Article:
That's the message that some landowners and residents are trying to get across to Calhoun County supervisors about the possibility of a paved recreational trail following a 21-mile railroad between Bruce and Coffeeville that was last used in 2008.
Earlier this year, boards of supervisors in Calhoun and Yalobusha counties formed the Mississippi and Skuna Valley Rails to Trails Recreational District.
Federal Rail Banking legislation provides for abandoned railroads to be owned by local authorities in case the property is ever needed again for a railroad or other linear utility. The law allows such lands to be used meanwhile as biking, pedestrian and horse-riding trails, and proponents tout them as promoting both healthy lifestyles for local residents and tourism opportunities for visitors.
Last month a group of residents and landowners met with Calhoun County supervisors to ask them to oppose the proposal. According to the Calhoun County Journal, objections voiced at the meeting included the concern over the land's rightful ownership, the need for more land for rest and service areas if the trail were to be built and expense to the county to police and maintain the trail.
Bruce resident Annette Woodson told the Daily Journal that all the landowners she knows oppose the proposal.
"The original deeds say if the rails come up, the land is supposed to revert to the landowners," she said. "This was just an easement that the landowners deeded to the E.L. Bruce Company. They never sold the land."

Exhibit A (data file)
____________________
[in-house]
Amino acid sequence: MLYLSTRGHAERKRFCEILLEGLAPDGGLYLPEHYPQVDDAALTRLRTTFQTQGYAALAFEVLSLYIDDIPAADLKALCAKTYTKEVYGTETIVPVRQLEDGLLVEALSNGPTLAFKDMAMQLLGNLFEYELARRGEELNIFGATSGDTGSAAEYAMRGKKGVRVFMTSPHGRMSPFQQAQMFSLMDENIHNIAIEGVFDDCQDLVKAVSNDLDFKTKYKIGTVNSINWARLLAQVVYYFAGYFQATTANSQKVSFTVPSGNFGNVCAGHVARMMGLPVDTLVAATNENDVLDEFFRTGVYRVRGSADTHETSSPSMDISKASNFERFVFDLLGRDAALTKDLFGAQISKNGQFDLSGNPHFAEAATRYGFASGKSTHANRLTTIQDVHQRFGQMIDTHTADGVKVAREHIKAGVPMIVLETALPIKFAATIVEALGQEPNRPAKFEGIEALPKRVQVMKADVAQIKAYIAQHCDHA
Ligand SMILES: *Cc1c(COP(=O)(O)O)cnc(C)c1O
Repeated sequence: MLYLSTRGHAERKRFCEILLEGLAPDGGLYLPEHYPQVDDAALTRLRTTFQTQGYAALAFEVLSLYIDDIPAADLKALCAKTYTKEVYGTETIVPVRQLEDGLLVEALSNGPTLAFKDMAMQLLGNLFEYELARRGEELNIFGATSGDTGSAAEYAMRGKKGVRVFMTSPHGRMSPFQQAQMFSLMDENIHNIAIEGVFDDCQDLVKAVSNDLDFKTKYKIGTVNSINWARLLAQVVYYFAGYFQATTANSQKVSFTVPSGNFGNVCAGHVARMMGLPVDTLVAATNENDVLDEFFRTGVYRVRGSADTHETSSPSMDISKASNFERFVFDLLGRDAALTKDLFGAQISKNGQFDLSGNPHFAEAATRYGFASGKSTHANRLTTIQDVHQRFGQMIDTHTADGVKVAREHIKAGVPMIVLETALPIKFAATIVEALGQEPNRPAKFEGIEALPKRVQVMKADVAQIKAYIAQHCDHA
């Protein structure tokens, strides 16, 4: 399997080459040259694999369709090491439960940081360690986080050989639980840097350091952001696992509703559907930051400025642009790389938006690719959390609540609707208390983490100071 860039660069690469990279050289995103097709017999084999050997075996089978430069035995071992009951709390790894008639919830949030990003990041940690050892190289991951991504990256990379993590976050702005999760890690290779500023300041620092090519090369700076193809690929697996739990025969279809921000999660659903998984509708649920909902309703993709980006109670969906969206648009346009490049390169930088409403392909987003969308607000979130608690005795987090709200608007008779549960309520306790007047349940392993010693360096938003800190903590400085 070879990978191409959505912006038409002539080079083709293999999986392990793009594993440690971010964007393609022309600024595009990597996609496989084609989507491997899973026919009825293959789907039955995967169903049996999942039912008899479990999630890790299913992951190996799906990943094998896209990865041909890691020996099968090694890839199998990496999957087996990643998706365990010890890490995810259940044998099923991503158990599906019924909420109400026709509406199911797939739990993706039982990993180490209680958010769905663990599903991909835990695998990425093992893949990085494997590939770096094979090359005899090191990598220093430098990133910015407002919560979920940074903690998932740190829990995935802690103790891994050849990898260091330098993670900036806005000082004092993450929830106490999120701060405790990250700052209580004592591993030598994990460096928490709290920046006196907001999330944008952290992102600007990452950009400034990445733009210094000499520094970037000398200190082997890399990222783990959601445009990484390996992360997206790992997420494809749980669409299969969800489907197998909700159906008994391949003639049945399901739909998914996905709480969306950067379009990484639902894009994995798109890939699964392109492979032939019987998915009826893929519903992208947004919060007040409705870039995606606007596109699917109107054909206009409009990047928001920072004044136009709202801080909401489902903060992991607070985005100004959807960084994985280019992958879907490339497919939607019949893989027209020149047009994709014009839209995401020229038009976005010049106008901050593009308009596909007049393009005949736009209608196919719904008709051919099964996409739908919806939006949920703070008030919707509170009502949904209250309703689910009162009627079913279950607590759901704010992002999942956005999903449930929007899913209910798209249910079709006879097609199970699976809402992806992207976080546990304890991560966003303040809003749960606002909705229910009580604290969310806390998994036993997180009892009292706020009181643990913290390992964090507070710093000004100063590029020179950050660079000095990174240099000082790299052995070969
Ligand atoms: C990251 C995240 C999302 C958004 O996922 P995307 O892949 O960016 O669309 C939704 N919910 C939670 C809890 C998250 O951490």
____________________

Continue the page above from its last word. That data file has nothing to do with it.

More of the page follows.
Concerns over criminal behavior are another concern.
"This goes through a rural community, from a dry county to a wet county," Woodson said. "One of the first comments made was this will make it possible to get to the liquor stores on four-wheelers without getting on the highway."
Jimmy Gage Dobbs, a Calhoun City dentist and avid bicyclist, supports the idea of the trail.
"I think about safety all the time. If you've got a rails-to-trails, all you've got to worry about is the crossroads," he said.
Dobbs said he'd like to see other trails develop from Oxford to Coffeeville and from Bruce to Houston, linking up with the Tanglefoot Trail, a 42-mile trail that is scheduled to open next year between Houston and New Albany. Such links would total some 120 miles.
Citing the success of South Mississippi's Longleaf Trace as a draw for bicycling tourists, he said, "That would pull in the serious folks."
The Bruce and Calhoun County chambers of commerce will hold a joint meeting at noon on Oct. 23 at the old E.L. Bruce Co. building in Bruce to discuss the proposed trail. A Longleaf Trace representative will speak.